The Age of Cyberwarfare

Big-Idea_HEALEY-anim
Pete Ryan (homage to Antonio Prohías)

Jason Healey, a senior research scholar at the School of International and Public Affairs, is a leading authority on cyberattacks. Columbia Magazine interviewed the former intelligence officer about his work.

 

Can you give us an overview of your research?

I’m interested in the ways that nations are competing in cyberspace and how cyberattacks are changing the very nature of geopolitical conflict. As financial institutions, utilities, transportation systems, government agencies, and military commands all become increasingly wired, countries are putting more and more energy into identifying and exploiting vulnerabilities in their enemies’ networks. Cyberattacks are now a primary means for nations to project their power. They can involve sabotage of critical infrastructure, espionage, election tampering, and all manner of intellectual-property theft, economic disruption, and political destabilization.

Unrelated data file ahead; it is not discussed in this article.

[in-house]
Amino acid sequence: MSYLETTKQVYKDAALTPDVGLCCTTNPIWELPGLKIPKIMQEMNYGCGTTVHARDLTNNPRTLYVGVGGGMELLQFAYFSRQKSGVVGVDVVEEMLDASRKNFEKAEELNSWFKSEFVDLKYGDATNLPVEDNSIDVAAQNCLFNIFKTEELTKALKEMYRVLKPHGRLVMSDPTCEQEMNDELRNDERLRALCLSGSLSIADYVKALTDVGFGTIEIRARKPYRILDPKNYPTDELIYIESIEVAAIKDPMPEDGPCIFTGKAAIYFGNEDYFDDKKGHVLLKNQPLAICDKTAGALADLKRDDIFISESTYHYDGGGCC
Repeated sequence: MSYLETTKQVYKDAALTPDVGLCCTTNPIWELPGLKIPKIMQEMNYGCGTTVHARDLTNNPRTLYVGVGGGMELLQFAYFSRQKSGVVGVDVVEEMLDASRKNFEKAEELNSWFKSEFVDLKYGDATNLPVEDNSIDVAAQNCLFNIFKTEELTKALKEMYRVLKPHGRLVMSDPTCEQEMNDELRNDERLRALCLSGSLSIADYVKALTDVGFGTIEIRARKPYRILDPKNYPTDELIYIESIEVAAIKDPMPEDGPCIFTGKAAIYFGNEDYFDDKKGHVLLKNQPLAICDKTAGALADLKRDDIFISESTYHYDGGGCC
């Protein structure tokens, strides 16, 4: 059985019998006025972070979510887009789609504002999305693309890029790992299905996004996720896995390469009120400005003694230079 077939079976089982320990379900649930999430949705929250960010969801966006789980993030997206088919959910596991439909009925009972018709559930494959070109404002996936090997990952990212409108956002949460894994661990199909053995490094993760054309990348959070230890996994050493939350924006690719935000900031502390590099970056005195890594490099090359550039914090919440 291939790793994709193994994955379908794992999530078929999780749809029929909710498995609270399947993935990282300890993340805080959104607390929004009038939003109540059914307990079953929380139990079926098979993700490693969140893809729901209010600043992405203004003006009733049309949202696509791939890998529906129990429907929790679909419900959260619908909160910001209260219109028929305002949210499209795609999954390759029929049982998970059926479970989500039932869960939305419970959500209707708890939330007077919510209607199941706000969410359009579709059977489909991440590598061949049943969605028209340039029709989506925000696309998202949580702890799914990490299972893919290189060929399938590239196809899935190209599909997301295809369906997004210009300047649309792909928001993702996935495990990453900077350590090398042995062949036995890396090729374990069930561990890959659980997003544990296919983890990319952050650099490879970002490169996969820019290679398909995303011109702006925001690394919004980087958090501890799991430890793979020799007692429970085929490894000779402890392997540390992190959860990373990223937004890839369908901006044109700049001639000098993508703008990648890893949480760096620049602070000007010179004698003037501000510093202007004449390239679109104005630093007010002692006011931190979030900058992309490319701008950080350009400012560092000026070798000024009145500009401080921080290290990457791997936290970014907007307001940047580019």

Which countries are most active in this realm?

Our main adversaries in cyberspace are Russia, China, North Korea, Iran, and, to a lesser degree, terrorists. The United States is also very active. Most people are surprised to learn that we possess the most powerful offensive cybercapabilities and online espionage tools in the world and that we employ them quite aggressively. In fact, the first cyberattack to cause serious material damage was perpetrated by the United States and Israel. In the early 2000s, they developed a sophisticated computer worm called Stuxnet that infiltrated the Iranian nuclear facility at Natanz and instructed its centrifuges to spin out of control, destroying perhaps a thousand of them.